Marschner Shader 

Ornatrix carries a bunch of shaders specifically designed to model light interactions with hair. One shader is particularly accurate and is designed to model light scattering almost the way it happens in the real world. To remove some confusion and to allow an average user to use this special shader, this article will explain how it works and the parameters used to control it.

The most widely used shading models in CG world are Phong and Blinn models. These use very simple procedures involving measuring the angle from light rays to surface normals and deciding how much light is reflected based on these angles. Most common light reflections that are modeled are diffuse- the overall color of the object to simulate surface roughness, specular- sharp reflection to simulate surfaces that are smooth, and ambient- the contribution of overall environment light onto the object.

These basic shaders were translated to render hair to form the Kajiya2 shading model, used by Cheap and Translucent shaders in Ornatrix. If one studies hair more carefully, however, they will find out that there is a lot more going on than diffuse, specular, and ambient light scattering. Let us look at what actually goes on when a light ray hits a hair follicle.


Light scattering from a hair fiber1

The material that hair is composed of is not fully reflective (like a rock for example), and it isn't fully adsorbent- rather it allows some light pass through it and at the same time reflects hair off of itself (more like glass). Therefore it wouldn't be fair to just model specular reflections. The reflections that we will model are: direct reflections (R- light doesn't enter the hair follicle, it bounces right back from it), secondary reflections (TRT- light goes inside hair strand, bounces off the inside wall, and comes back out from the outside wall), and transmission (TT- light enters the hair strand, and goes right through it).

By making basic observations it is easy to see that primary reflections will always be the color of the light (since they never enter the strand). Secondary reflections and transmission will have some hair color since while the light travels inside hair strands some of it will be absorbed.

If you have done previous hair research you will know that organic hair isn't composed of flat cylinders. It has scales that go only in one direction (away from the root). This can be easily observed if a hair strand is felt in one direction and then in another. Only in one direction will you inhibit friction. These scales have a significant effect on how light is reflected. The slight slant in these scales bends light rays as they enter and exit the strand. The more the light travels inside a hair strand the more perturbations does its direction account. This makes secondary reflection exit at a different angle than primary reflection thus splitting the final hair reflection into two.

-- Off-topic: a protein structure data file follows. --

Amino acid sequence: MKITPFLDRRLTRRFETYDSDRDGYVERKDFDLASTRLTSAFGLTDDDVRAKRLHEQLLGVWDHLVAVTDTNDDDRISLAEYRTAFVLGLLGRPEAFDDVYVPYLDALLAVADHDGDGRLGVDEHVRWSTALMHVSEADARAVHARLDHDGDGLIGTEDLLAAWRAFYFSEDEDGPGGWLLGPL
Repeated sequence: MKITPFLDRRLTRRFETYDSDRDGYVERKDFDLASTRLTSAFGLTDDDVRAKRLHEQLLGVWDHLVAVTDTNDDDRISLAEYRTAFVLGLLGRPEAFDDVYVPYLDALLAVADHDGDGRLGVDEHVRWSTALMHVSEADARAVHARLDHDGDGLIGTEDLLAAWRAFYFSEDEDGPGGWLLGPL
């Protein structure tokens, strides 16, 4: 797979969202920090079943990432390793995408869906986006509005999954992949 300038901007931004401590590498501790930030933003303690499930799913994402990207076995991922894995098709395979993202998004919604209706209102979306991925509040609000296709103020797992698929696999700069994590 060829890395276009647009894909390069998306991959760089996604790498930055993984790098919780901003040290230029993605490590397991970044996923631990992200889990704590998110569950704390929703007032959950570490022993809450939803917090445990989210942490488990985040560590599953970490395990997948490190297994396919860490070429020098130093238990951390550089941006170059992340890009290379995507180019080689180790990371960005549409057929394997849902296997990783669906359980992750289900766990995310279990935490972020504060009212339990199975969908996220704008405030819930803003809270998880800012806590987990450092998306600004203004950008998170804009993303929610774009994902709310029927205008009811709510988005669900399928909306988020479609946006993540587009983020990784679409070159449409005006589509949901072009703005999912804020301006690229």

Another real world phenomena that influences light scattering in hair is the fact that most organic hair are not circular in cross-section. In fact most real hairs are elliptical. Because of the elliptical cross-section light that enters the strand from different directions will be scattered differently. There are certain directions that make the hair 'sparkle', these are real-world singularities which we refer to as glints.

These natural phenomena change the way real hair looks when compared to synthetic hair and can have a big impact on hair renders.

In the image above you can see the difference between a standard Phong/Kajiya2 scattering model, and same hair shaded with Marschner's model. Hair glints and secondary reflections become apparent. If the same hair is looked at from the back one will also notice the transmission carried by Marschner's1 model. All of this is carried into Ornatrix expensive shader.

Ornatrix hair shader has a random absorption parameter. This parameter will make absorption of every strand a little bit random to simulate slight differences in hair thickness and shape. It also magnifies the effect of hair colour variation among strands. The twists of every strands relative to the scalp are also randomized so that if your hair strands are elliptical, every ellipse faces in a different direction.

You have control over the glints by changing their intensity, and maximum allowed width (some glints can be infinitely bright because of divisions by 0). Internally Ornatrix solves a bunch of cubic equations to compute secondary reflections and transmissions so changing some parameters can have great impact on the speed of the algorithm.

User also has control over index of refraction, which specifies what sort of medium hair strands are composed of, and the medium they are interacting with. Many other more straightforward parameters like the scales tilt, or surface roughness are used to give the user total control of the algorithm. It is up to you to make your hair look dazzling and realistic.

 

References 

1 Marschner R. S., Henrik W. J., Cammarano M., Worley S., Hanrahan P., 2003. Light Scattering from Human Hair Fibers. In Proceedings of SIGGRAPH 2003.

2 Kajiya, J. T., and Kay, T. L. 1989. Rendering fur with three dimensional textures. In Proceedings of SIGGRAPH 1989, 271-280.